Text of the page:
Foray into the world of fungi
This week Kew magazine editor Christina Harrison has been mainly...looking at fungi!
Yes, I'm proud to admit I'm now slightly obsessed with mushrooms, toadstools and all things fungi. All life depends upon them so I think we should ALL be interested in these amazing organisms.
We've commissioned our photographer to go out hunting with Kew's mycology experts for a feature for Kew magazine's next autumn issue, and I haven't been able to resist going on my own fungal forays too. The enormous range of sizes, shapes and colours is thrilling, and when I found some pristine bracket fungi the size of dinner plates in Richmond Park at the weekend I almost jumped for joy! (almost).
Fungi at Kew Gardens (Image: Paul Little)
Unfortunately I'm hopeless at putting a name to any of these species and therein hangs the warning. There have been plenty of stories on the television recently warning people against the advice of celebrity chefs to get out there and forage. Not only do you have little chance of finding something edible (only about one per cent of the UK's fungi are worth eating), but you are taking away key elements of a natural habitat if you pick them. There is also the fact that the amount of incidents of people being poisoned by picking wild mushrooms has apparently doubled in the last year.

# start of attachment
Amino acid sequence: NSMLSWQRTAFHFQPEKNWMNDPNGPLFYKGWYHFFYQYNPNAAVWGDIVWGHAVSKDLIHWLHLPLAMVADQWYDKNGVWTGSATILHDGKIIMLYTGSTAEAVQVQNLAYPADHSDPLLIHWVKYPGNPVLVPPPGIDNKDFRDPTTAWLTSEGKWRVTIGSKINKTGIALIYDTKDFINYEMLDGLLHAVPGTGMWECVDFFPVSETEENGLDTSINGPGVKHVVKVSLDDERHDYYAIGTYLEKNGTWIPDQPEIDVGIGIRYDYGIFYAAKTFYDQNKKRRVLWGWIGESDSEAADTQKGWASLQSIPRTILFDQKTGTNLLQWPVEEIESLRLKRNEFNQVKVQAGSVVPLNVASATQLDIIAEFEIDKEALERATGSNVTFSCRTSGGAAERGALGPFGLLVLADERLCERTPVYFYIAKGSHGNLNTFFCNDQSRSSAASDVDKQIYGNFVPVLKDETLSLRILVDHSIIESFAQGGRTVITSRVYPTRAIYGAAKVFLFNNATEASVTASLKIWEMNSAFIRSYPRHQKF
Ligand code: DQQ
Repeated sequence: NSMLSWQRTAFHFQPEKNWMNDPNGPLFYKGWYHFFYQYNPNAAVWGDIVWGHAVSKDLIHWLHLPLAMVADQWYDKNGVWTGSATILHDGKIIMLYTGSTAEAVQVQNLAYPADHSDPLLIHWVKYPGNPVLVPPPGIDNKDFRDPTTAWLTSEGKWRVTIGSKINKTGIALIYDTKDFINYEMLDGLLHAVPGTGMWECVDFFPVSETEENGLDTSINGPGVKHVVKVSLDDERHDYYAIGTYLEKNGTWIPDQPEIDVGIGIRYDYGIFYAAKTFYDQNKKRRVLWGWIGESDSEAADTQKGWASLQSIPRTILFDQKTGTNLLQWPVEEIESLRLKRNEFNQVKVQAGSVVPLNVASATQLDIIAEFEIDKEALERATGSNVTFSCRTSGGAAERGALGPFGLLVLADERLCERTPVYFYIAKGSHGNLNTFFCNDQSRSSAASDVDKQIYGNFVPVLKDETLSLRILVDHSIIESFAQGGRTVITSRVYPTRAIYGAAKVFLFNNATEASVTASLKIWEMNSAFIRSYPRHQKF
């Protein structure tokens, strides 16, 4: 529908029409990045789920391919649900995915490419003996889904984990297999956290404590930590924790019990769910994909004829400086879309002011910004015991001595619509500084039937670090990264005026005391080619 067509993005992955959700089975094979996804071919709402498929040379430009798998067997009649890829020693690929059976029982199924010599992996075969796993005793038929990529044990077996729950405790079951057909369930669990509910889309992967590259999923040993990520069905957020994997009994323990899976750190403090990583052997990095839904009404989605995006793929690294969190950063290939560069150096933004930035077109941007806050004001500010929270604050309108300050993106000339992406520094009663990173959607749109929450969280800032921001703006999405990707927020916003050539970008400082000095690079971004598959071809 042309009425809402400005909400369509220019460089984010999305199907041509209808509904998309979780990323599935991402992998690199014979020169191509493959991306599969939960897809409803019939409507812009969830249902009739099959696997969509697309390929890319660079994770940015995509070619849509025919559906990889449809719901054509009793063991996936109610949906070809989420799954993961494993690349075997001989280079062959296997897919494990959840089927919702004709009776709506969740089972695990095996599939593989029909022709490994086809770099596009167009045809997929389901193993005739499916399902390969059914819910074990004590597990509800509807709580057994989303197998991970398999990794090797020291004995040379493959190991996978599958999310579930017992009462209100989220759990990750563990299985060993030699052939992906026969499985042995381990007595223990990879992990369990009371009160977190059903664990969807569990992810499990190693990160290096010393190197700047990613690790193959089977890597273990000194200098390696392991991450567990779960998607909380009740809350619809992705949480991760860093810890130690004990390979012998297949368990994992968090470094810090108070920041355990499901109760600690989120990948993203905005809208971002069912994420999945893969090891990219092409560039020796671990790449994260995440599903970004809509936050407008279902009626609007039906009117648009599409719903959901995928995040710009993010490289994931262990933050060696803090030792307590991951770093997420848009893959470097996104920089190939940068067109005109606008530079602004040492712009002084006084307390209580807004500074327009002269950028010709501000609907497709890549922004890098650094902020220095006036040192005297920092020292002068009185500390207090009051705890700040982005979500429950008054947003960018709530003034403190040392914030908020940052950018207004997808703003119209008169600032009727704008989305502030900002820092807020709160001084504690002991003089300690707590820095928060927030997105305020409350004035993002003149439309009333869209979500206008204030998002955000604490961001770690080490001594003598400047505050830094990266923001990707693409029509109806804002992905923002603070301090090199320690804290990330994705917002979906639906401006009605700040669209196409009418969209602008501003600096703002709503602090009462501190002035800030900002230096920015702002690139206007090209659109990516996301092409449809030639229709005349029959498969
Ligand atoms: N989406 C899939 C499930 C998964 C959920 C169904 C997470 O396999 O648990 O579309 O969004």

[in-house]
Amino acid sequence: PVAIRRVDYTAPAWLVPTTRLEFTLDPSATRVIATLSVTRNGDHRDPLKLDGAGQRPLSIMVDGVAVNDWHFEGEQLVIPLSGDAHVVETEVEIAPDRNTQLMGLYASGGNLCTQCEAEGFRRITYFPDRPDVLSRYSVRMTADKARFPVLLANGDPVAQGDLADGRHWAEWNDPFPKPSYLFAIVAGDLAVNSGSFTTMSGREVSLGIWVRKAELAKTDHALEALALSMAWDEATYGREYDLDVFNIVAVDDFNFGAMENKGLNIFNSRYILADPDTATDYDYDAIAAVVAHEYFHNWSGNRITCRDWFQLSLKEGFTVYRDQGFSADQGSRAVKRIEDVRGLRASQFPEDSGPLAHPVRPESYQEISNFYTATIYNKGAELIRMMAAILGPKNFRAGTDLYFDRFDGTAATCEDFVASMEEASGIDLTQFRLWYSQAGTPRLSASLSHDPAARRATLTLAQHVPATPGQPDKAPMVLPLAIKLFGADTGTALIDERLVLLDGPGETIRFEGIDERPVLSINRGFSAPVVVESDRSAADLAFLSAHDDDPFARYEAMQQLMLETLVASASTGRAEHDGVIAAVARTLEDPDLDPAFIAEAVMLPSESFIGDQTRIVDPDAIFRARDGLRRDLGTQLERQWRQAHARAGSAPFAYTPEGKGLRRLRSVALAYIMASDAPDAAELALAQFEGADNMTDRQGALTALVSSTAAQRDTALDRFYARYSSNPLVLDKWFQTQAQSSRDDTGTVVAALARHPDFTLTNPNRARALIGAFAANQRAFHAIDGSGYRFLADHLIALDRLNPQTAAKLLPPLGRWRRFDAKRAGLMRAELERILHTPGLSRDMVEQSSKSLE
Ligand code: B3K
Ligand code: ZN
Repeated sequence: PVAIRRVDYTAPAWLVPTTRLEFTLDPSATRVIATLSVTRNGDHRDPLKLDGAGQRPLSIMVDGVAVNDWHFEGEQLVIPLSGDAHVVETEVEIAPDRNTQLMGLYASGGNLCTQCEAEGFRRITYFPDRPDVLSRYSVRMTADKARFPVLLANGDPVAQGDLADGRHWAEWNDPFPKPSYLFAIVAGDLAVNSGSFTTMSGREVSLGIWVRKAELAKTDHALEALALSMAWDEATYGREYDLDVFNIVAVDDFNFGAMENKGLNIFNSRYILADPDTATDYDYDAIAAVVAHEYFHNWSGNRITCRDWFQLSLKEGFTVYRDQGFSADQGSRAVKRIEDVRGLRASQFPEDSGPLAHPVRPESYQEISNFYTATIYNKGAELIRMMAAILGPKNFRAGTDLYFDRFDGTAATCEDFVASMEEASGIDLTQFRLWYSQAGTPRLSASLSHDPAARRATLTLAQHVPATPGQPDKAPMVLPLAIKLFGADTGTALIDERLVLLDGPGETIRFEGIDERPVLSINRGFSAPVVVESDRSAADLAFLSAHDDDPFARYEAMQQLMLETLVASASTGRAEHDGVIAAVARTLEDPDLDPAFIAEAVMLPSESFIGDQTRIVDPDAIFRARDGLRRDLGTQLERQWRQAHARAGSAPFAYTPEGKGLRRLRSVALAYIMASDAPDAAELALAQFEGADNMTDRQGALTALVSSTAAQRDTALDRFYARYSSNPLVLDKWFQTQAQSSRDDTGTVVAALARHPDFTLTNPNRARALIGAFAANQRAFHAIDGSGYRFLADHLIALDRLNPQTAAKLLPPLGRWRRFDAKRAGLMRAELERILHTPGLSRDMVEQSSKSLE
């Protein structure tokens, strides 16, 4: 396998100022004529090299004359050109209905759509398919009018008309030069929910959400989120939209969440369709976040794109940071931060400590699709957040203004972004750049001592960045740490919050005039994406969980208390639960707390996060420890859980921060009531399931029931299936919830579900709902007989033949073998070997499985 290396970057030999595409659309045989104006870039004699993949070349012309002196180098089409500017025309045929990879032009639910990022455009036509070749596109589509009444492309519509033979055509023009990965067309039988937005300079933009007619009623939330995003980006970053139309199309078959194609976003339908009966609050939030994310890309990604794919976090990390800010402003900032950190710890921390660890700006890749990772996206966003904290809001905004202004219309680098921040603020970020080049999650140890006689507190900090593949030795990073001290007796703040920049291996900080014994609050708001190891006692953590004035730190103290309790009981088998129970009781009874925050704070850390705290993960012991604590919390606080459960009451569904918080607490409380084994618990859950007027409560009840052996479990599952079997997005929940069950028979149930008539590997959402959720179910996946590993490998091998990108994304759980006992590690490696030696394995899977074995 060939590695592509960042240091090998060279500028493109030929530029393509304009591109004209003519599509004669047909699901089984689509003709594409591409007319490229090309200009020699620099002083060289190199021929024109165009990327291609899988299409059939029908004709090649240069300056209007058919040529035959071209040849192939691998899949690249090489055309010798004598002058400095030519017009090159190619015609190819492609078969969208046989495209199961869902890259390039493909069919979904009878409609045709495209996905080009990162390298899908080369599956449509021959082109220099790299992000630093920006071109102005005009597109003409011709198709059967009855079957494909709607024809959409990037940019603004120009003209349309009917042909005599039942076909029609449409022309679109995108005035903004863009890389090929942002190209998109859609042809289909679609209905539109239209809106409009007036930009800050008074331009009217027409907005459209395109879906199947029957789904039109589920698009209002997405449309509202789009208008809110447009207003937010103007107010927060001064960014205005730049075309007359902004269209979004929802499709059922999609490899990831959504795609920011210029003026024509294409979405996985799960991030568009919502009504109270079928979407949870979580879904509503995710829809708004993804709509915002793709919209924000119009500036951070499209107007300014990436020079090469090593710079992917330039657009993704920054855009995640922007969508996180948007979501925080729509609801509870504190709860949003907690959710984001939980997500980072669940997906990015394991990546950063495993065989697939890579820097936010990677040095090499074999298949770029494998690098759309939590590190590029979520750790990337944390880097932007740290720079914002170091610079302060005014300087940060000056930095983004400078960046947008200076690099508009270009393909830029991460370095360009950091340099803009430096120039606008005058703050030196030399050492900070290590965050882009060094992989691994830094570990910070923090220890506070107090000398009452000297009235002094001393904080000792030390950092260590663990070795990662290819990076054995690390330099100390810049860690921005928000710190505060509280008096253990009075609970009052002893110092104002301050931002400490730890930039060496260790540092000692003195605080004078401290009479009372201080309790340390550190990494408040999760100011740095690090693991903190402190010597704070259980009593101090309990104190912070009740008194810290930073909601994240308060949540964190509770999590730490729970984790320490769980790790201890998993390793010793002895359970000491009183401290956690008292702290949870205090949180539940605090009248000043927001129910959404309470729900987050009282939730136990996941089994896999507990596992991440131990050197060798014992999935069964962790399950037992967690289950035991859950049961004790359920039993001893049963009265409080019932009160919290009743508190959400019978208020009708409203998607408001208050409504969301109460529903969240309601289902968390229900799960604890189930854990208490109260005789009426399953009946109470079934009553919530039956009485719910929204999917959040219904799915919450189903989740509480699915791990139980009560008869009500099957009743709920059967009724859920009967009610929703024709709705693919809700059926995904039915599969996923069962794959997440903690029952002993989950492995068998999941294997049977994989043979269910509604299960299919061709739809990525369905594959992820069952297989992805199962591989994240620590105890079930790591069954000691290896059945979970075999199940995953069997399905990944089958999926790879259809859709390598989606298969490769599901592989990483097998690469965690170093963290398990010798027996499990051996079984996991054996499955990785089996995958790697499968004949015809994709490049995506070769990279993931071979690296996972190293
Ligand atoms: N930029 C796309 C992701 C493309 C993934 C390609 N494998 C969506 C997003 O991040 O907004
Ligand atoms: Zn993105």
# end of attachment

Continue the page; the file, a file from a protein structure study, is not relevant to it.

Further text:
So, unless you're on a guided fungal foray with a true expert, leave the fungi where they are – they are a joy for fungi-spotters such as me and vital for the insects and animals that need them, not to mention the fact that the future of the fungi itself depends on its spores being released from these truly wonderful fruiting bodies.
We'll be looking at fungi at Kew in next autumn's issue of Kew magazine – I hope you enjoy these 'taster' pics. Kew Gardens and Wakehurst run fascinating fungal forays each autumn – make a note to book early for next year as places are limited.
Have you spotted any intriguing fungi this year?
- Christina -
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